Undergirding these canons is the twin theological belief in total depravity and common grace. Men are sinful and have their biases, but God enables both believers and unbelievers to do good work. Rigorous processes of peer review, publishing standards, etc., require experts with competing biases to write in such a way as to gain approval from one another, thereby mitigating to a large extent the effects of an individual’s sin and weakness.
Concomitant to this is the biblical doctrine of office or special training (see, e.g., Jas 3:1; 1 Tim 3:1, 10; 2 Tim 2:2; 1 Pet 2:13). In both sacred and secular realms, God has providentially appointed specially trained persons to positions of authority and expertise. Again, this does not make such people infallible, but it does give them extra epistemological weight, such that their peer-reviewed judgments are the proper recipients of our default deference. Put frankly, all opinions are not created equal, and many opinionators are simply not worth your time.
Putting these ten canons to work, then, means asking four basic questions as soon as you click that link that your concerned friend just sent you:
Who wrote this? (What are his/their credentials and institutional affiliation?)
Who published this? (Is it a reputable site with a plurality of overseers?)
What are his sources? (Are they scholarly sources cited clearly and accurately?)
How does he write? (Is it nuanced and objective, dignified and charitable?)
If you cannot answer these four questions with a confident “Yes,” then you are probably reading an article that is not worthy of serious consideration – particularly when it comes to weighty matters of scholarly debate. There’s nothing wrong with a little fluff now and then, but it is important to know when you are eating cotton candy and when you’re eating steak. Failure to discern the difference will inevitably result in a malnourished understanding and a hyperactive imagination.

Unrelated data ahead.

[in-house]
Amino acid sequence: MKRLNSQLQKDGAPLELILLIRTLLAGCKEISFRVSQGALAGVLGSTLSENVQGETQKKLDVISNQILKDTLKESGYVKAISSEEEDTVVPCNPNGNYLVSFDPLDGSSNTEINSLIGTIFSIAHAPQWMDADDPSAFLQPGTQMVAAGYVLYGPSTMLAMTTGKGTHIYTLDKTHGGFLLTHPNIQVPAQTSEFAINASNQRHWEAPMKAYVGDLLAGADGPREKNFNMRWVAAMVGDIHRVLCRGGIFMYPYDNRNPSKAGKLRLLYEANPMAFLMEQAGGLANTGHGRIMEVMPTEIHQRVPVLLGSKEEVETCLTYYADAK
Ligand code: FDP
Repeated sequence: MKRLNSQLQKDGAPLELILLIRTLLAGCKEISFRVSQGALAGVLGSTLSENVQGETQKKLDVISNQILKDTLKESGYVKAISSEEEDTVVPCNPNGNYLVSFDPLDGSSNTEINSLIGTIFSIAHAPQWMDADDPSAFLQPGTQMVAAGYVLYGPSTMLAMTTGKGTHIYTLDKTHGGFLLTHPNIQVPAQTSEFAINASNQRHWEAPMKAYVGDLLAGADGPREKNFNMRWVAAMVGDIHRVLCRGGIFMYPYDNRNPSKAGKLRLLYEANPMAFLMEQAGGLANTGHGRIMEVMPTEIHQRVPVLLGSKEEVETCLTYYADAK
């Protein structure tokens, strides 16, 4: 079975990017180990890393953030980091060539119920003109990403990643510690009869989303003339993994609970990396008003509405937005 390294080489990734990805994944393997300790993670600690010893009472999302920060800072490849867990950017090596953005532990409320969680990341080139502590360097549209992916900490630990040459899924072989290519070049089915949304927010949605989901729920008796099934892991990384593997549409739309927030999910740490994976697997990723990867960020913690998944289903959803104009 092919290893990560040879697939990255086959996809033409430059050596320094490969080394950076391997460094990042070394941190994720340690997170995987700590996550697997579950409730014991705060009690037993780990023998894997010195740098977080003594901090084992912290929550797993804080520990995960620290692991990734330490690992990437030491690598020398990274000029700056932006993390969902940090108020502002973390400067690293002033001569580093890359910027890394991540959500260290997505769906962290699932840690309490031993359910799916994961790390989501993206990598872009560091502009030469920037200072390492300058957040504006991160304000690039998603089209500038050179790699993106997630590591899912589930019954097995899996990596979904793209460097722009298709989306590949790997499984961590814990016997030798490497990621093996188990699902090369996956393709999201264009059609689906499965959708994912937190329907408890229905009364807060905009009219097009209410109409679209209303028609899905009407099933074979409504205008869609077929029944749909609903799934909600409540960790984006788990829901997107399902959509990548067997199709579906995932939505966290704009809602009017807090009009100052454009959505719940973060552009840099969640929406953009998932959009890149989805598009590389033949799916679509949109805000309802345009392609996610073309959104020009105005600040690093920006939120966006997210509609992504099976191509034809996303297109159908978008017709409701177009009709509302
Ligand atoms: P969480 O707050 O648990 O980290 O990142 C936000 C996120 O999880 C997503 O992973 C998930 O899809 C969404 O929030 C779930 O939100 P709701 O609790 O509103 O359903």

Christ has called us to be vigilant and discerning in all things – to test everything and hold fast to what is good (1 Thess 5:22). This applies to temporal matters as well as to supernatural claims of special revelation. The mature Christian will, by constant use, develop his powers of discernment (Heb 5:14) such that he is not tossed to and fro by every wind of doctrine or wave of internet opinion (Eph 4:14). May the Spirit of Wisdom grant us all increased discernment as we seek to navigate skillfully through this cacophonic age, in order to view the world truly, thinking God’s thoughts after Him.
 Many such canons are set forth in academic research and writing manuals, such as Michael Kibbe’s helpful little book, From Topic to Thesis: A Guide to Theological Research (IVP, 2016).
 For a helpful discussion of the authority of expertise, see chapter six of Berkhof and Van Til’s work, Foundations of Christian Education: Addresses to Christian Teachers (P&R, 1990).
 To these a final, fifth question must always be added: “Am I willing to be proven wrong?” This heart-diagnosing question is in fact the most important of all, as it determines whether any amount of sound argumentation and trustworthy data will be able to change your own emotional, experiential, and temperamental bias. (Thank you to my peer-reviewer, Pastor James Norris, for reminding me of this crucial point!)